The weekend post brought its usual appeals for donations to help in alleviating suffering in Syria, Iraq and other areas of the Middle East The scale of suffering, wrought by internecine political, religious and ethnic conflict, is truly devastating and it is important that we support such appeals and help those risking their lives to help the victims of war and violence.

Next month representatives of different faiths and secular society will meet at a service at Westminster Abbey for Humanitarian Aid workers killed in conflict. At the inaugural meeting, 4 years ago, I referred to the extraordinary dedication and concern for others of an American, 26 year old Kayla Mueller, captured by ISIS and reportedly killed in a Jordanian air strike. In a letter smuggled to her family, she wrote: If I have suffered at all throughout this experience, it is only in knowing how much suffering I have put you through….The thought of your pain is the source of my own.

No self-pity; no harsh word about her captors. Only a concern for others. There are many others like Kayla, and they all deserve our prayers and support. The reality however is their dedication and international aid efforts alone, cannot cope with the suffering of those caught up in the fighting, and in the huge displacement of people we have witnessed, which just goes on and on.

I believe it is important to look more closely at the causes of such suffering. True, that violence begins with local rivalries, but unfortunately, these are magnified and made more horrific by larger factional rivalry between the great powers, supporting rival factions with ever-more sophisticated means of killing in pursuit of strategic interest. The Sikh Guru, Guru Amar Dass, looking at the dubious alliances fracturing the society of his day wrote:

I am of Gods Faction. All other factional alliances are subject to death and decay.

Speaking from a Sikh perspective, if we wish to avoid the continuing man made suffering of innocents, I believe we must continually remind all in power to look beyond, solely, their own self-interest, to what Sikhs call Sarbat ka Bhalla, a single-minded resolve to secure the well-being of all.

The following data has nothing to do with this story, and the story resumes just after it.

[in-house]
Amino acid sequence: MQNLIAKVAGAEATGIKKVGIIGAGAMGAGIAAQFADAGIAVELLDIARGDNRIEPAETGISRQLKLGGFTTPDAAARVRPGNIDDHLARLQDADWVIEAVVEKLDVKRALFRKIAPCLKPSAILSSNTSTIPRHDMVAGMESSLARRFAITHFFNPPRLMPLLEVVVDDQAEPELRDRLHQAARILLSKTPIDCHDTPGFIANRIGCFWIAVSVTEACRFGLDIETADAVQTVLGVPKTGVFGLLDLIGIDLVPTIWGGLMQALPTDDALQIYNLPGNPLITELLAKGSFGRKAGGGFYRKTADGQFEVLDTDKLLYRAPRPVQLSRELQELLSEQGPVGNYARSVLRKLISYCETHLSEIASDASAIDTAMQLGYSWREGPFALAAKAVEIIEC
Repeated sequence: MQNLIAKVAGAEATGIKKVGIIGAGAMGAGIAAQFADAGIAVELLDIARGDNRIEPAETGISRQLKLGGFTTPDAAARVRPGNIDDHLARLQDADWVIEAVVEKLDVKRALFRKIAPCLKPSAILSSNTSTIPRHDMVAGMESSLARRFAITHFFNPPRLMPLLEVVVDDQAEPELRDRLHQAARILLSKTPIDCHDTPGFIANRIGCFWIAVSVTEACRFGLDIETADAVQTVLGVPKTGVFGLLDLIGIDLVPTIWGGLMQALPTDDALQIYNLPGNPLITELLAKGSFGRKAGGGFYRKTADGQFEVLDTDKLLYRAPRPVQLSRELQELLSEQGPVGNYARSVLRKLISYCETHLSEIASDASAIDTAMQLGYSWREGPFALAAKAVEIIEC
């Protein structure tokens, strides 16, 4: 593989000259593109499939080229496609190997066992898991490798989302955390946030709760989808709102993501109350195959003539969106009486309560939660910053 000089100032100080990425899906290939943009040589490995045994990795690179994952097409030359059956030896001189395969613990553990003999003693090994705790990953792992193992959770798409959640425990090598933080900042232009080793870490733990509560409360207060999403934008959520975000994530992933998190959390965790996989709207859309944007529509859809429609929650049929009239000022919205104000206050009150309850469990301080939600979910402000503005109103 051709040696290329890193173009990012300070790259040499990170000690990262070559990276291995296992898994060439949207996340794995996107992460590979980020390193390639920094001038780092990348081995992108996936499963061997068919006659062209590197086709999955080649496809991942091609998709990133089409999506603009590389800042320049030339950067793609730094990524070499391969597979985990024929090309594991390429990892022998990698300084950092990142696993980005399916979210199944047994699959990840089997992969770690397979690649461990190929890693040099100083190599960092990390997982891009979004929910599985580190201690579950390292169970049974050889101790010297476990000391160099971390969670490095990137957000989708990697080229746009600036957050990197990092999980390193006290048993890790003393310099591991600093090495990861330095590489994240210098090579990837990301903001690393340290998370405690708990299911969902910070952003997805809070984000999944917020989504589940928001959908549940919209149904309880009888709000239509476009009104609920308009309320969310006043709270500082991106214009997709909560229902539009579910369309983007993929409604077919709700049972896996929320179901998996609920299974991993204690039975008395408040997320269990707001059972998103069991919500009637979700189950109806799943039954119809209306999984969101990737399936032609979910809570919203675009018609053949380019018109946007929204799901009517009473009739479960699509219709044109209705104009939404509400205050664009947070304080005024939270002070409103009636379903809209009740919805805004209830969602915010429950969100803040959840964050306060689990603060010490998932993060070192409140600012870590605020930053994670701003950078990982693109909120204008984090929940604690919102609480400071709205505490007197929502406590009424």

Tribute to Jagraj Singh

July 23rd, 2017 | Posted by Singh in Current Issues - (0 Comments)

 

[Image] Jagraj Singh, founder of Everythings 13 (Sikh Press Association)

We pay tribute to Jagraj Singh who lost his battle with cancer on the 20th July. Singh rose to prominence with his viral Youtube videos – ‘Basics of Sikhi’, where he can be seen promoting Sikh teachings and educating members of the public with open dialogue. He has been described as an ‘innovator’, and his contribution to Sikhs in Britain and across the globe cannot be over emphasised.

The NSO sends its deepest condolences to the friends and family of Jagraj Singh. His charisma, commitment to Sikh ideals, and indomitable strength of character continues to be an inspiration to us all.

Declaring his interest as member of the All Party Parliamentary Group on the Abolition of the Death Penalty, Lord Dholakia asked Her Majesty’s Government what representations they had made to the Saudi government concerning the imminent execution of fourteen individuals including to juveniles.

In response Baroness Goldie said, “we condemn its use in all circumstances and in all countries. It is particularly ​abhorrent when applied to minor crimes and to juveniles in disregard of the minimum standards set out in the EU guidelines on the death penalty of 2008, the International Covenant on Civil and Political Rights and the Arab Charter on Human Rights.” She went on, “Saudi Arabia remains a Foreign and Commonwealth Office human rights priority country, in part due to its use of the death penalty, and it is aware of our position.”

NSO director Lord Singh who has previously spoken out against human rights violations by the Kingdom said, “My Lords, why are the Government so quiet about trade with Saudi Arabia? Why do we export billions of pounds-worth of arms to Saudi Arabia when it is probably the greatest abuser of human rights in the world, against not only neighbouring countries but also its own people, including juveniles?”

In response to Lord Singh Baroness Goldie said Saudi Arabia was an ‘important ally’, and that intelligence shared by them had potentially saved British lives. However despite the close relationship she said, “That does not gag or inhibit us from expressing our strongly held views about abuses of human rights or deployment of the death penalty.”

 

Skip to toolbar